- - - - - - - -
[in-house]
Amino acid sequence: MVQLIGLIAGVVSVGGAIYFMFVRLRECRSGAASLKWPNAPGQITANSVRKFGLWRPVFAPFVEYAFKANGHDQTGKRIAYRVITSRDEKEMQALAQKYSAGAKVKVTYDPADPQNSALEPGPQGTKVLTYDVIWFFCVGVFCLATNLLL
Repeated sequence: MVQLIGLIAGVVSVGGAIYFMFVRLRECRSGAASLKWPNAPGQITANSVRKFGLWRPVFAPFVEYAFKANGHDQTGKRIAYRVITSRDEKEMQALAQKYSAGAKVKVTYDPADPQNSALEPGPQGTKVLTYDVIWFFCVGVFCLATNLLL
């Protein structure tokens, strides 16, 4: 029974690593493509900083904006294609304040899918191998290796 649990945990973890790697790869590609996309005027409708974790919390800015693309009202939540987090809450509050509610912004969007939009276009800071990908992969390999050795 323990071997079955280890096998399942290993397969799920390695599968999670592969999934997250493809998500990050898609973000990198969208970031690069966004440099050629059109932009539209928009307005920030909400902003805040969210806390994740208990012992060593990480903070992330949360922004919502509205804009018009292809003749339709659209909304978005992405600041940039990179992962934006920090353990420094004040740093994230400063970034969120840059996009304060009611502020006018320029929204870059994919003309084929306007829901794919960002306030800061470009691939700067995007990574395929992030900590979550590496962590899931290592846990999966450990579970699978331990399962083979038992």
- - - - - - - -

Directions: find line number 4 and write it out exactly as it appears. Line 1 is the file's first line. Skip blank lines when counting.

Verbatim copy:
């Protein structure tokens, strides 16, 4: 029974690593493509900083904006294609304040899918191998290796 649990945990973890790697790869590609996309005027409708974790919390800015693309009202939540987090809450509050509610912004969007939009276009800071990908992969390999050795 323990071997079955280890096998399942290993397969799920390695599968999670592969999934997250493809998500990050898609973000990198969208970031690069966004440099050629059109932009539209928009307005920030909400902003805040969210806390994740208990012992060593990480903070992330949360922004919502509205804009018009292809003749339709659209909304978005992405600041940039990179992962934006920090353990420094004040740093994230400063970034969120840059996009304060009611502020006018320029929204870059994919003309084929306007829901794919960002306030800061470009691939700067995007990574395929992030900590979550590496962590899931290592846990999966450990579970699978331990399962083979038992």